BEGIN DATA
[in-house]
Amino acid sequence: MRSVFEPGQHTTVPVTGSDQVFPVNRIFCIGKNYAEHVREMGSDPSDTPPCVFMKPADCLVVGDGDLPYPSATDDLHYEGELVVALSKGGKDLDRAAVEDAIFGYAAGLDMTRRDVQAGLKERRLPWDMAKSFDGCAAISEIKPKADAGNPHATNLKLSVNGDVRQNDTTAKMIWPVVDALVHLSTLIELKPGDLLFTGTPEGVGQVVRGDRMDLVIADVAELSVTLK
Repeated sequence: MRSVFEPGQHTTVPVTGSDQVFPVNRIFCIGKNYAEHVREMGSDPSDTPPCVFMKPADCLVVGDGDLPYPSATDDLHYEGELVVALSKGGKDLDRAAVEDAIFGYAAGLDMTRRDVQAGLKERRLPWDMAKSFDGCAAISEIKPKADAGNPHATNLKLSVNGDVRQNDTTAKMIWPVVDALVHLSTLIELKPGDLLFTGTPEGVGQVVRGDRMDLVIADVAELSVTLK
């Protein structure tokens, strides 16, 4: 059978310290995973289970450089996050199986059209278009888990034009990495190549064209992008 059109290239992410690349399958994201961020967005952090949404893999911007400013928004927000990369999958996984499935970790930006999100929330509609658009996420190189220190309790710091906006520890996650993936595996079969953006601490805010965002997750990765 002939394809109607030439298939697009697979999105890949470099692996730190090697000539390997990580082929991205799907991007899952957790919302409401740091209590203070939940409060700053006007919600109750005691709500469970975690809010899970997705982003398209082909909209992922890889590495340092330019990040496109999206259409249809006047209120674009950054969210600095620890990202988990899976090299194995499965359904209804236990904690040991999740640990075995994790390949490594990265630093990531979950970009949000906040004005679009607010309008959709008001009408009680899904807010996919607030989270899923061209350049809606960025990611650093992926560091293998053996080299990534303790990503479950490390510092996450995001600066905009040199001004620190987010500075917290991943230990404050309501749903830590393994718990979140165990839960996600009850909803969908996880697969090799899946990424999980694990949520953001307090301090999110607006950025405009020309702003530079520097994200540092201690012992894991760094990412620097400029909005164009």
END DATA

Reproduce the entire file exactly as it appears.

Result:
[in-house]
Amino acid sequence: MRSVFEPGQHTTVPVTGSDQVFPVNRIFCIGKNYAEHVREMGSDPSDTPPCVFMKPADCLVVGDGDLPYPSATDDLHYEGELVVALSKGGKDLDRAAVEDAIFGYAAGLDMTRRDVQAGLKERRLPWDMAKSFDGCAAISEIKPKADAGNPHATNLKLSVNGDVRQNDTTAKMIWPVVDALVHLSTLIELKPGDLLFTGTPEGVGQVVRGDRMDLVIADVAELSVTLK
Repeated sequence: MRSVFEPGQHTTVPVTGSDQVFPVNRIFCIGKNYAEHVREMGSDPSDTPPCVFMKPADCLVVGDGDLPYPSATDDLHYEGELVVALSKGGKDLDRAAVEDAIFGYAAGLDMTRRDVQAGLKERRLPWDMAKSFDGCAAISEIKPKADAGNPHATNLKLSVNGDVRQNDTTAKMIWPVVDALVHLSTLIELKPGDLLFTGTPEGVGQVVRGDRMDLVIADVAELSVTLK
């Protein structure tokens, strides 16, 4: 059978310290995973289970450089996050199986059209278009888990034009990495190549064209992008 059109290239992410690349399958994201961020967005952090949404893999911007400013928004927000990369999958996984499935970790930006999100929330509609658009996420190189220190309790710091906006520890996650993936595996079969953006601490805010965002997750990765 002939394809109607030439298939697009697979999105890949470099692996730190090697000539390997990580082929991205799907991007899952957790919302409401740091209590203070939940409060700053006007919600109750005691709500469970975690809010899970997705982003398209082909909209992922890889590495340092330019990040496109999206259409249809006047209120674009950054969210600095620890990202988990899976090299194995499965359904209804236990904690040991999740640990075995994790390949490594990265630093990531979950970009949000906040004005679009607010309008959709008001009408009680899904807010996919607030989270899923061209350049809606960025990611650093992926560091293998053996080299990534303790990503479950490390510092996450995001600066905009040199001004620190987010500075917290991943230990404050309501749903830590393994718990979140165990839960996600009850909803969908996880697969090799899946990424999980694990949520953001307090301090999110607006950025405009020309702003530079520097994200540092201690012992894991760094990412620097400029909005164009």